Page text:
Mexico is the second largest chicken producer in Latin America and 7th in the world. According to the latest figures produced by the National Poultry Producers Association of Mexico, there were 1.83 billion broilers produced in 2021.

Nonetheless, imports are an important part of chicken supply. As per data from the Mexican Meat Council (Comecarne), around 18% of the country’s needs are imported. Proximity, logistics, prices and a powerful free-trade agreement has made the U.S. the primary source of chicken parts and products, but Chile and Brazil are also suppliers.

Brazil has been breaking through the Mexican market in the last few years. And Mexican appetite for chicken does not stop. According to the Brazilian Association of Animal Protein, Mexico has imported 58,500 MT of chicken from Brazil in the first four months of 2022 – a 128.6% increase compared to the same period last year. But Brazil and other exporting countries were restrained by import quotas established by Mexico.

Things change, and this past May 16, 2022, the Mexican government announced a decree for the total elimination of import tariffs and quotas during one full year of 26 basic goods, including chicken, eggs, pork, beef, tuna and sardines. So, Brazil is really pleased to expand their exports to Mexico − a huge window of opportunity has opened up in a very promising market.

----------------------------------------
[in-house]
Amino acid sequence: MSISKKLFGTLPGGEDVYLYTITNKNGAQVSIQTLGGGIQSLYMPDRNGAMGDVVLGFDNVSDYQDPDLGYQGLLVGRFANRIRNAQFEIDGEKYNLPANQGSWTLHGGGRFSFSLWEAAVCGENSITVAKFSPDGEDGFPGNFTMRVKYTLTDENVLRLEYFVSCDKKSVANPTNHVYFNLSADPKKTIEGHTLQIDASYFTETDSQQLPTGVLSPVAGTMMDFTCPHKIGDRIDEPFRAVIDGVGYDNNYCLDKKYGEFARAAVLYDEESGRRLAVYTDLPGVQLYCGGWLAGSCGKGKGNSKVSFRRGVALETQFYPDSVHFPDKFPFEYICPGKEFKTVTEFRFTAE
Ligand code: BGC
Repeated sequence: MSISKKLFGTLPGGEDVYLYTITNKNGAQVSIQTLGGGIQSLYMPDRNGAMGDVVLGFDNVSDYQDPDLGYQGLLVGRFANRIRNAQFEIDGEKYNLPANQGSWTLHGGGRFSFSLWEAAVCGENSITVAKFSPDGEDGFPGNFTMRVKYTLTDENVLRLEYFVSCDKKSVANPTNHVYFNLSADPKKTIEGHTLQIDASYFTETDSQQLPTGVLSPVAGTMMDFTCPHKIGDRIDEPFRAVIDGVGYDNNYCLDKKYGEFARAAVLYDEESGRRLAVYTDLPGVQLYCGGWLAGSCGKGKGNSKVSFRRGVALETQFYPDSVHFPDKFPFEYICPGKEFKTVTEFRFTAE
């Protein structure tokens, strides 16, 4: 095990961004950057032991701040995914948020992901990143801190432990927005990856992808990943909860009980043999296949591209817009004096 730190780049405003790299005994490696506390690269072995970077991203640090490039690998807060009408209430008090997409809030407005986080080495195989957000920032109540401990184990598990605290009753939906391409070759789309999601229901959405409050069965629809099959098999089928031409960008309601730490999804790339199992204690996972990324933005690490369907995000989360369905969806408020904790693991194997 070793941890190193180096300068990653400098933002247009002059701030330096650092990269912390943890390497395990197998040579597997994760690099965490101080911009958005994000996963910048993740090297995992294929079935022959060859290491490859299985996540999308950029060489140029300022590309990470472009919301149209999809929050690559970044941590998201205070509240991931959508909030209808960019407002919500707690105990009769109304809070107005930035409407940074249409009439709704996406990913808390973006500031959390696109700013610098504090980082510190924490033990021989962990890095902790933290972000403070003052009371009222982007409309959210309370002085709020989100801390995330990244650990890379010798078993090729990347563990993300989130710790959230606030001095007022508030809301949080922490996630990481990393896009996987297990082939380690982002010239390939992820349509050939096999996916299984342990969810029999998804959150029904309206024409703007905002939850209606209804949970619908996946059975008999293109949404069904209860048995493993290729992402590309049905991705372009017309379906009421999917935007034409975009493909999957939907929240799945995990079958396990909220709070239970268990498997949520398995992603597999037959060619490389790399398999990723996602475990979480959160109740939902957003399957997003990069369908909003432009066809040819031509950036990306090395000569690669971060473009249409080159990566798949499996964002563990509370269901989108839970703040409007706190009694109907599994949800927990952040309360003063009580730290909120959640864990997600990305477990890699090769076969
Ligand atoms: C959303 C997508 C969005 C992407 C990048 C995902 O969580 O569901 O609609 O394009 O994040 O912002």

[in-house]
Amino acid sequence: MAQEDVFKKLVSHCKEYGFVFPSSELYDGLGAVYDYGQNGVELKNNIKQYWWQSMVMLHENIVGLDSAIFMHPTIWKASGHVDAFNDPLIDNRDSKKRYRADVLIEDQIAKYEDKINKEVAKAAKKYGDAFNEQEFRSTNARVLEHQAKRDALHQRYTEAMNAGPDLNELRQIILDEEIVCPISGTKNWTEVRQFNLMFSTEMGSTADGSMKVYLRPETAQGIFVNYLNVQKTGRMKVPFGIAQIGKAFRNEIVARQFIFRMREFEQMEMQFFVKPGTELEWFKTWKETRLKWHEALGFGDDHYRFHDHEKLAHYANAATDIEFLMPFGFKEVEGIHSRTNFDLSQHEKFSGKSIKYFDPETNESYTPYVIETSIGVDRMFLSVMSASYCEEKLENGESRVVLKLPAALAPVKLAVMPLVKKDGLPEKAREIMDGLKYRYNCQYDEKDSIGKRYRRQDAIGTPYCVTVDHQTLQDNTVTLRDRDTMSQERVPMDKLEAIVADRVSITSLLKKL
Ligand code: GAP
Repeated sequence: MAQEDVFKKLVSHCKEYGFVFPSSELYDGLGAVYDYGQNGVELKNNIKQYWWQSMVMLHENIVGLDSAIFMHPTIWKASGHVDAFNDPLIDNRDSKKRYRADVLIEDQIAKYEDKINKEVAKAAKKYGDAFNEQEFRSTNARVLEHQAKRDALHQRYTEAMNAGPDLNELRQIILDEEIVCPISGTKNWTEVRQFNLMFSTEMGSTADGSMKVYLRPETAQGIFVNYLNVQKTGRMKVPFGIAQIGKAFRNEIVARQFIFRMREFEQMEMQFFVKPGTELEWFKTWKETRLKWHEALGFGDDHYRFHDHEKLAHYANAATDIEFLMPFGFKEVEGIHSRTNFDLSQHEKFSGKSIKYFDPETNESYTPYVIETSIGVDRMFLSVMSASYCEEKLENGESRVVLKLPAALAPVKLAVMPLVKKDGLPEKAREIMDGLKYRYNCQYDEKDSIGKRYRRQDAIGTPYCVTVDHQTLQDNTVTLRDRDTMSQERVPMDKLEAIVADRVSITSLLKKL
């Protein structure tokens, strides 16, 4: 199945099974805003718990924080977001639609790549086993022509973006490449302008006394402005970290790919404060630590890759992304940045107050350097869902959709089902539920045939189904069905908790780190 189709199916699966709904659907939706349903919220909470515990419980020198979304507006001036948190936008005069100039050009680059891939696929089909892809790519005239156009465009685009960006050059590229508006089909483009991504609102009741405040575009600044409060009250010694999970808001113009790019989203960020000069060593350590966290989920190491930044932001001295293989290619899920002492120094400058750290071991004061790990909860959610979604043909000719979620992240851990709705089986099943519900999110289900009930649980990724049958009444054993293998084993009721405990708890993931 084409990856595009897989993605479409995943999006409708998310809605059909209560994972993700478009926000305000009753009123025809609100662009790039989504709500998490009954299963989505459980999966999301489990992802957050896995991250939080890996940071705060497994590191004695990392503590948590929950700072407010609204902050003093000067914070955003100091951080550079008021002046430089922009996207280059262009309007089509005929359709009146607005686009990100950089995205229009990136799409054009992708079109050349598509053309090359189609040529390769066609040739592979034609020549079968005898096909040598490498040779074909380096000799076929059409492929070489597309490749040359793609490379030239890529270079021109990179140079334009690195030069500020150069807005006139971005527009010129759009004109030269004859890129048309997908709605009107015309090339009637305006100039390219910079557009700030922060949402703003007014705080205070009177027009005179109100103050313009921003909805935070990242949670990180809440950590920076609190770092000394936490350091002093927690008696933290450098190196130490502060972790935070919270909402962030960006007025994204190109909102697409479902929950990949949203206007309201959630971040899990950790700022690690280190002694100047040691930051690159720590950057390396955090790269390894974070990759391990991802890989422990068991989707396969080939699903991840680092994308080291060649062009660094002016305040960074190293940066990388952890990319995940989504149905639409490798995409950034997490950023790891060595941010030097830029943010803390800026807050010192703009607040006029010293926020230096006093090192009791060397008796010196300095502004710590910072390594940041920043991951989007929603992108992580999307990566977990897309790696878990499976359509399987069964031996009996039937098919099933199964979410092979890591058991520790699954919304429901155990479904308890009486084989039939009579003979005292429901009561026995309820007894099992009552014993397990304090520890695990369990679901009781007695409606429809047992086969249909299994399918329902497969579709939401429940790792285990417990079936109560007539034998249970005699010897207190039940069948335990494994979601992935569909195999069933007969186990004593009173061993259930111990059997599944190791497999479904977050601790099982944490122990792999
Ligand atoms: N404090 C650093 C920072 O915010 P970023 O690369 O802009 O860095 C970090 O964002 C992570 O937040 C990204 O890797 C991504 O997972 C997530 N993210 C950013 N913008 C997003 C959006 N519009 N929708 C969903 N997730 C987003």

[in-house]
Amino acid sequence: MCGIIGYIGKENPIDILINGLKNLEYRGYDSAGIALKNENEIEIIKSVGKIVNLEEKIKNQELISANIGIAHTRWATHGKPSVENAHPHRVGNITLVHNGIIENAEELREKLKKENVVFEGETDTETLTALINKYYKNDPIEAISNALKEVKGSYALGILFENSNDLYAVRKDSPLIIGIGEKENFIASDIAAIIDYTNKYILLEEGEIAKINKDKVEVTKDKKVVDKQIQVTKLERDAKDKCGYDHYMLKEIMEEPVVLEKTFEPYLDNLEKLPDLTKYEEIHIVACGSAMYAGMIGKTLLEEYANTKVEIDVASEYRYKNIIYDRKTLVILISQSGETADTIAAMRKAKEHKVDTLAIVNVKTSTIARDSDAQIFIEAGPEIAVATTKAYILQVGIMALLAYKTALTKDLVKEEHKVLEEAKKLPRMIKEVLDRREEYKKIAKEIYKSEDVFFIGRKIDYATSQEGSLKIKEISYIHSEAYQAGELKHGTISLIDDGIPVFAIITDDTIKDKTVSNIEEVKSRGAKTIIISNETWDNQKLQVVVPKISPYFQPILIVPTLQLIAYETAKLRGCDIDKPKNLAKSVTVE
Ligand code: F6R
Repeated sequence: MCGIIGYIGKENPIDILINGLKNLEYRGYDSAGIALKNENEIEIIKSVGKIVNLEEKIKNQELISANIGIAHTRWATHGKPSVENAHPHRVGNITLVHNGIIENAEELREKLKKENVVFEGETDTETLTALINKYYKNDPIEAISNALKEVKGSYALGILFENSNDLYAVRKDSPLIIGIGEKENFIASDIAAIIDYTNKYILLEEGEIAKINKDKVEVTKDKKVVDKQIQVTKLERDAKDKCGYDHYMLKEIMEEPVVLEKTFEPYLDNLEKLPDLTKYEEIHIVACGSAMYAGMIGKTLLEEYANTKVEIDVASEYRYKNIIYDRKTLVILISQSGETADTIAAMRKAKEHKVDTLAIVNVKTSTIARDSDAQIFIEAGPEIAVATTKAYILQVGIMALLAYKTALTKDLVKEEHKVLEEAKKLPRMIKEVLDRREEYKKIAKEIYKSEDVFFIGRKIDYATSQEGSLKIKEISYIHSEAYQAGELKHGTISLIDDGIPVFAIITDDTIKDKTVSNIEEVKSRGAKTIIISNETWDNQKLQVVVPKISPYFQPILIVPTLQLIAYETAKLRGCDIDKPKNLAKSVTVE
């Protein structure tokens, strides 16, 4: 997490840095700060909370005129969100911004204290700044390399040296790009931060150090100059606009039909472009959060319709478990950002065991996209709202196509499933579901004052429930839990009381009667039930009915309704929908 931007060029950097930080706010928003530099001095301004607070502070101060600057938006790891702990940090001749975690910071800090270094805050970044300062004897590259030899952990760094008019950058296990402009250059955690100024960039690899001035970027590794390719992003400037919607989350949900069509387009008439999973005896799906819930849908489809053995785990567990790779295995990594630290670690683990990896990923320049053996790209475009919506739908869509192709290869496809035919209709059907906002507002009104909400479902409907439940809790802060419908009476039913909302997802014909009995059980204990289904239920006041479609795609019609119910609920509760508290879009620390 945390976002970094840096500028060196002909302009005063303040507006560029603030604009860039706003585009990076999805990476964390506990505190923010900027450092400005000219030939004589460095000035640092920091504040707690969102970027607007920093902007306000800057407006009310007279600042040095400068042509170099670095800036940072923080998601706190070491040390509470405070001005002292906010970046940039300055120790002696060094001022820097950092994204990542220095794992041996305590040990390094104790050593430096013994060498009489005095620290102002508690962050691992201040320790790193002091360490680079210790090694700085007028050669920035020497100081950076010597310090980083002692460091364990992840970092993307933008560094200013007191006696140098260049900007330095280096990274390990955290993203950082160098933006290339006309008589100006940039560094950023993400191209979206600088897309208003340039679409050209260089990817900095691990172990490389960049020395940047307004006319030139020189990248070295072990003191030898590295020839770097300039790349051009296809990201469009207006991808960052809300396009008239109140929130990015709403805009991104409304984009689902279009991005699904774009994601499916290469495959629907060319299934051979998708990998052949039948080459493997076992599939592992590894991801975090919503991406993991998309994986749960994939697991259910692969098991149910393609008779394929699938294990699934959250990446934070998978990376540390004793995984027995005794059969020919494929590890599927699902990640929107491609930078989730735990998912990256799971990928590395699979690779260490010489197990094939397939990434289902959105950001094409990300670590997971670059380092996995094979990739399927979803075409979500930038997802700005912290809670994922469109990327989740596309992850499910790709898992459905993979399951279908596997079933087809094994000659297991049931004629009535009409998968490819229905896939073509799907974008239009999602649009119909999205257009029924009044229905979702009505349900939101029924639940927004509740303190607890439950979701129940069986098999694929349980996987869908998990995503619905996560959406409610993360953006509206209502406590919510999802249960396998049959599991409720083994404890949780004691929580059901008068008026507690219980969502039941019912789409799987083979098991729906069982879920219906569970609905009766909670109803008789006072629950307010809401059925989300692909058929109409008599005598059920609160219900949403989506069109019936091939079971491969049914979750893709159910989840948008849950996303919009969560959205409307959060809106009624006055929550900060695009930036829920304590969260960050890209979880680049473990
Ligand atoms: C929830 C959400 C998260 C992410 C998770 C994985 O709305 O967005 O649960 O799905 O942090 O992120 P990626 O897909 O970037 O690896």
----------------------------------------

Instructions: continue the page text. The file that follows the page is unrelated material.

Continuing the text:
Now, the reason that Mexico opened up borders for chicken imports is rising inflation – just like anywhere else in the world. But wages are very low – not necessarily like anywhere else in the world. The government wants to keep prices low to keep inflation under control and maintain access to the cheapest protein as well.

This seems to be a populist measure, but it is also a very liberal one. While the state is intervening, it is at the same time leaving it up to the market.

The decree comes during a time of high volatility in commodities, high prices and a host of logistics problems. So, one might wonder whether protectionism of the domestic poultry industry or free market is needed.

Will the Mexican poultry industry be spurred on? Will importers take advantage of this and inundate the market, while making big bucks and damaging the market? I guess numbers next year will provide the big picture.

What do you think?